Children with high IQs are more likely to live longer
Professor Ian Deary and colleagues (Centre for Cognitive Ageing and Cognitive Epidemiology/ Psychology) have followed up more than 65,000 people who took part in The Scottish Mental Survey in 1947 at the age of 11, to examine the association between intelligence measured in childhood and leading causes of death in men and women over the life course.
Researchers examined the association between intelligence test scores measured at age 11 (The Scottish Mental Health Survery 1947) and the leading causes of death in men and women up to age 79. Their findings are based on data from 33 536 men and 32 229 women born in Scotland in 1936, who took this childhood intelligence test, and who could be linked to cause of death data up to December 2015.
Their findings show that by the age of 79, having a high IQ lowered the risk of dying from heart disease, stroke, cancer, and respiratory diseases. There was also a lower risk of dying from injuries, digestive diseases and dementia.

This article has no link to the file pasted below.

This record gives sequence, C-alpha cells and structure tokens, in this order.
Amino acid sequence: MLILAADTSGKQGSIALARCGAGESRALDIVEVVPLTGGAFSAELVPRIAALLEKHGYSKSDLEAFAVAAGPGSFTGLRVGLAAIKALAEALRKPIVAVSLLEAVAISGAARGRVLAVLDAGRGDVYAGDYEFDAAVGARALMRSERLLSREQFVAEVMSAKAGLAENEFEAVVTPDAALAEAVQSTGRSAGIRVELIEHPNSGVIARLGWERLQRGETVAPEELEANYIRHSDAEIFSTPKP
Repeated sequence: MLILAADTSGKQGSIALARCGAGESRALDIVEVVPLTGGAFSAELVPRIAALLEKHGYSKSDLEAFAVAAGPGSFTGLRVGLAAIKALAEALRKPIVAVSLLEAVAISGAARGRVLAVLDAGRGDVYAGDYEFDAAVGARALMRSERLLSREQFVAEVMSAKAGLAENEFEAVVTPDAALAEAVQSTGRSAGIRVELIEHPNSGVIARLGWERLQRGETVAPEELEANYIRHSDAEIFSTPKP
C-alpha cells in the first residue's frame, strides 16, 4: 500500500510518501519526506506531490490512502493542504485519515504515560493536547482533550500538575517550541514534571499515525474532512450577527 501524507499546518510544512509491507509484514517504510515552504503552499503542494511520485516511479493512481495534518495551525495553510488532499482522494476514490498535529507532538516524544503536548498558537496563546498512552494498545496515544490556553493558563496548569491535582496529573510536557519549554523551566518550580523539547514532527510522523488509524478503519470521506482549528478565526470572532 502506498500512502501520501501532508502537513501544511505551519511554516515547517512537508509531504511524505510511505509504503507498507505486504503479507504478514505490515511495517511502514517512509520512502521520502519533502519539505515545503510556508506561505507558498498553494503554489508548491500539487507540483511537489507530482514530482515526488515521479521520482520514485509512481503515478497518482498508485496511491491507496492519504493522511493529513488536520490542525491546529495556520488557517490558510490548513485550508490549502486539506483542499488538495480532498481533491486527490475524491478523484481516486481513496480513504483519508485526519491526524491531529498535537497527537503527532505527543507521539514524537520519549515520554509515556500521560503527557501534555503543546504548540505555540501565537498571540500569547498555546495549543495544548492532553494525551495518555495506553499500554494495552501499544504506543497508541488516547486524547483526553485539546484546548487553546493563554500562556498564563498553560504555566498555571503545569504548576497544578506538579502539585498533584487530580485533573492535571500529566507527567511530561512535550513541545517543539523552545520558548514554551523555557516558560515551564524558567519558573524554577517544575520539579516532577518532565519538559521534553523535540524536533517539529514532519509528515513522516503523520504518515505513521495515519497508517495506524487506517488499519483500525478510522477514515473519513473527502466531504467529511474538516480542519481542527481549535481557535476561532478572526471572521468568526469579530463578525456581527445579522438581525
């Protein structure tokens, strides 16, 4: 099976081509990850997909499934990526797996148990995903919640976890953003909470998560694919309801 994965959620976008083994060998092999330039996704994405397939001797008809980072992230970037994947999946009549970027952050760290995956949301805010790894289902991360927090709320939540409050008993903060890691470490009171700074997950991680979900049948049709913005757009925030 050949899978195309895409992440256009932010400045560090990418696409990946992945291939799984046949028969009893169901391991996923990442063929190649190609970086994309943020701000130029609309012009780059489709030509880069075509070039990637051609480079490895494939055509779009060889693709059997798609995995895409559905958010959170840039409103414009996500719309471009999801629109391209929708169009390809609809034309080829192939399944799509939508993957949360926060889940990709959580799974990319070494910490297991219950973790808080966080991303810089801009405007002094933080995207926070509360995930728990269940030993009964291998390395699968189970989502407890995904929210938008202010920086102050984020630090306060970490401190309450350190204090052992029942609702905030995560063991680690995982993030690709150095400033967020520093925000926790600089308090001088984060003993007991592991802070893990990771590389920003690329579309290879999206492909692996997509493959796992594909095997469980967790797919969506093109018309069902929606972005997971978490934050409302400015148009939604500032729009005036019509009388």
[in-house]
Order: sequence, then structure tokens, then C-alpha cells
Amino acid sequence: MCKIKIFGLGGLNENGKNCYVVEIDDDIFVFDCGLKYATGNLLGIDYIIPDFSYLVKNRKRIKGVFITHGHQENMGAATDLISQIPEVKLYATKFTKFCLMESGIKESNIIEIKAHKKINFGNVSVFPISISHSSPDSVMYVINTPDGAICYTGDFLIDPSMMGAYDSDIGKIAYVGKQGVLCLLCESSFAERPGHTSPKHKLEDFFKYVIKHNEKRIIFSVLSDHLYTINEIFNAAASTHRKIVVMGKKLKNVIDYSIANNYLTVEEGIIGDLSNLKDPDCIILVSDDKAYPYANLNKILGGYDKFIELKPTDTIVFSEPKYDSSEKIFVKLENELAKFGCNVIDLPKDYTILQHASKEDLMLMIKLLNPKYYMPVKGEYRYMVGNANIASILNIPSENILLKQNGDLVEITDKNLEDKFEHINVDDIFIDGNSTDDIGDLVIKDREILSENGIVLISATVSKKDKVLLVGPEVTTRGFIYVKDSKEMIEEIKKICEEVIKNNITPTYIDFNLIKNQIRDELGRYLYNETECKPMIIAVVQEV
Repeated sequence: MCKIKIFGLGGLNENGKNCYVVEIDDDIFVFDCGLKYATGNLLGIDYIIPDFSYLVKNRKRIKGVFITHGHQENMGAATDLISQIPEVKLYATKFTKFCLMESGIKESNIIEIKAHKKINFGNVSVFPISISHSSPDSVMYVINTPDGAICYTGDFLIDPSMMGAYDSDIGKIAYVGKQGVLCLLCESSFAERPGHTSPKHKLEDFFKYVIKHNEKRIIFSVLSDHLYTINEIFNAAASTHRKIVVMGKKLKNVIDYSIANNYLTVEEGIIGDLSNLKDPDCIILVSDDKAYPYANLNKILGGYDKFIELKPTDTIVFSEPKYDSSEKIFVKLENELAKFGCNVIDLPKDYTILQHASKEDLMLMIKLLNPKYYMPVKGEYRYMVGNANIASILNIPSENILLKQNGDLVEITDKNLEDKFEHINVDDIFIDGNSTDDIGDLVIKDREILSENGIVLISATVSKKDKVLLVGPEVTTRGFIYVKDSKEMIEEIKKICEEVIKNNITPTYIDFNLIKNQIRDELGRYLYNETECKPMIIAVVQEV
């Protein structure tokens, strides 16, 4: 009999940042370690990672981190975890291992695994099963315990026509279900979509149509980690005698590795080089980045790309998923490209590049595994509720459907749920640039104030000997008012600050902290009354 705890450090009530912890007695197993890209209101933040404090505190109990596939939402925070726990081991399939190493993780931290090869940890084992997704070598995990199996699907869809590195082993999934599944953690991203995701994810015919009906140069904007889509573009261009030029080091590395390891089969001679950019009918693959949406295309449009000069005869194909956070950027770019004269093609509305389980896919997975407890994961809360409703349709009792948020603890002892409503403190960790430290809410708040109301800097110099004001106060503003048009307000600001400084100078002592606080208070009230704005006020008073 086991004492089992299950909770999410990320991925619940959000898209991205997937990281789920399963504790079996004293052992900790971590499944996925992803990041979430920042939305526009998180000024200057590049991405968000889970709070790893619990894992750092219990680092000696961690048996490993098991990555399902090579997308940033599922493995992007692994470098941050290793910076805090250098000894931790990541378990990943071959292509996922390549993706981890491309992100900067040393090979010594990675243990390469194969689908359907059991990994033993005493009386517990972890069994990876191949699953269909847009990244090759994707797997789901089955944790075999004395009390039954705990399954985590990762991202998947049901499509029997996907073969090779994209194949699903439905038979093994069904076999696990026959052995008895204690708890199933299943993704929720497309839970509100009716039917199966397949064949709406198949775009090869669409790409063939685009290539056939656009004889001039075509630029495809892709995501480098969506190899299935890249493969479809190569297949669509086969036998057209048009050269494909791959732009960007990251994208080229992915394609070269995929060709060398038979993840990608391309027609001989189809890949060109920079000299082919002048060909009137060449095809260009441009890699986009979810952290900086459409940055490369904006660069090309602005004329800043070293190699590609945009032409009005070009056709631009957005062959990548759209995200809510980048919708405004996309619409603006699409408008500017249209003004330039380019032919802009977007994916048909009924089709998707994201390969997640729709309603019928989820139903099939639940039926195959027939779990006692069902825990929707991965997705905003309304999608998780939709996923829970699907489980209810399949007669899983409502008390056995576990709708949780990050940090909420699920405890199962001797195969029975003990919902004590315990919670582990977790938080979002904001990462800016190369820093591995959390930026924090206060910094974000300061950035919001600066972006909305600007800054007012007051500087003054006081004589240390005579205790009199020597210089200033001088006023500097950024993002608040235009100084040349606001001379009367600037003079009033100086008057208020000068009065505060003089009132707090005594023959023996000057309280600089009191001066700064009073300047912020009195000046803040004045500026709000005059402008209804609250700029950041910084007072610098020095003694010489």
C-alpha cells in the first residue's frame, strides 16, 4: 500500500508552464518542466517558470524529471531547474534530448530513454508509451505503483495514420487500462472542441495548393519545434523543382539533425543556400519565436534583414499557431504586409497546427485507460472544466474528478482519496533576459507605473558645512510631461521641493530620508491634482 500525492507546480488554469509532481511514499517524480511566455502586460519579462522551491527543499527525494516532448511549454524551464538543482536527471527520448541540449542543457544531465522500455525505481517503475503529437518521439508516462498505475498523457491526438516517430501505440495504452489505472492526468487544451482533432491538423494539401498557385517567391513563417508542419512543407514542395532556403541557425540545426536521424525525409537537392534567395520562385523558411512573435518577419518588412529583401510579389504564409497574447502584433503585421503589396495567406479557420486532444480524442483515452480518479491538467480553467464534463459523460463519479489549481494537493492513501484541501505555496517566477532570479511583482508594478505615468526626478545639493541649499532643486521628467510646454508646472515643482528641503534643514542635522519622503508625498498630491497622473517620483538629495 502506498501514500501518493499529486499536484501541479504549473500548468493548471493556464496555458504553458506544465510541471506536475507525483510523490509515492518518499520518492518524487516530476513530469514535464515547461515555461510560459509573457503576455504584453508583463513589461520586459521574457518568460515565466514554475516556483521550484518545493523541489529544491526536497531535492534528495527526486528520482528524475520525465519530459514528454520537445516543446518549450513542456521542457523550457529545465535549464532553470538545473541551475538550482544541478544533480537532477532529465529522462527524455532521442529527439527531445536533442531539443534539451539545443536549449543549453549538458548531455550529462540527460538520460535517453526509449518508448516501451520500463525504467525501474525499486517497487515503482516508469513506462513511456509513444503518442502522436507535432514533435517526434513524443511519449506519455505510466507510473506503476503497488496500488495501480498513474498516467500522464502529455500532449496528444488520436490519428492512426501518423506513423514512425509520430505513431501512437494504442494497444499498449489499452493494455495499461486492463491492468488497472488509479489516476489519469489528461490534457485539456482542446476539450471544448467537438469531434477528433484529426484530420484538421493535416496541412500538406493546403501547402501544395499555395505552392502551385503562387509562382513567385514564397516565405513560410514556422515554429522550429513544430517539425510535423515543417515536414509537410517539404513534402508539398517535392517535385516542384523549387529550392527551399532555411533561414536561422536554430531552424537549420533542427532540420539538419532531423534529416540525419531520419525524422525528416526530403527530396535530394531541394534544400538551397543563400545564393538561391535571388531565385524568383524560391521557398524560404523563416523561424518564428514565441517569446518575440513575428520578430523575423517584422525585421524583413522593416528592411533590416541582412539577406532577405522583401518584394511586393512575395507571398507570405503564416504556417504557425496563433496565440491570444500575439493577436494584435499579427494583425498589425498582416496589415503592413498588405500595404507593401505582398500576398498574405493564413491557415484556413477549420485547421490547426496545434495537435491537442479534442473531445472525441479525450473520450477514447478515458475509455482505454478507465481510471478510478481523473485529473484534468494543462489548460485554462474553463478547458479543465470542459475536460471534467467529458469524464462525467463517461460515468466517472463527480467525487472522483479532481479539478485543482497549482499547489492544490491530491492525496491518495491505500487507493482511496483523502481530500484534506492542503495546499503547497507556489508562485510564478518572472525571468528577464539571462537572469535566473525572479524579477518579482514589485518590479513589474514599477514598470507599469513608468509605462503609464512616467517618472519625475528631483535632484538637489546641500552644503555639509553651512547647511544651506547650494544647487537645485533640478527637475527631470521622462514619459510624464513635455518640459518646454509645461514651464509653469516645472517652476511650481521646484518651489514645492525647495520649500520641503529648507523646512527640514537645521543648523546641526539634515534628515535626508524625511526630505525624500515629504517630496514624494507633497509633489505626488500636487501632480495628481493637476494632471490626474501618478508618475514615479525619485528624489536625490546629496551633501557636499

Professor Ian Deary said: "I'm being optimistic about these results. I'm hoping it means that if we can find out what smart people do and copy them, then we have a chance of a slightly longer and healthier life. We don't fully know yet why intelligence from childhood and longevity are related, and we are keeping an open mind. Lifestyles (eg not smoking), education, health literacy, less deprivation, and genetics might all play a part. We and other research teams are testing these ideas."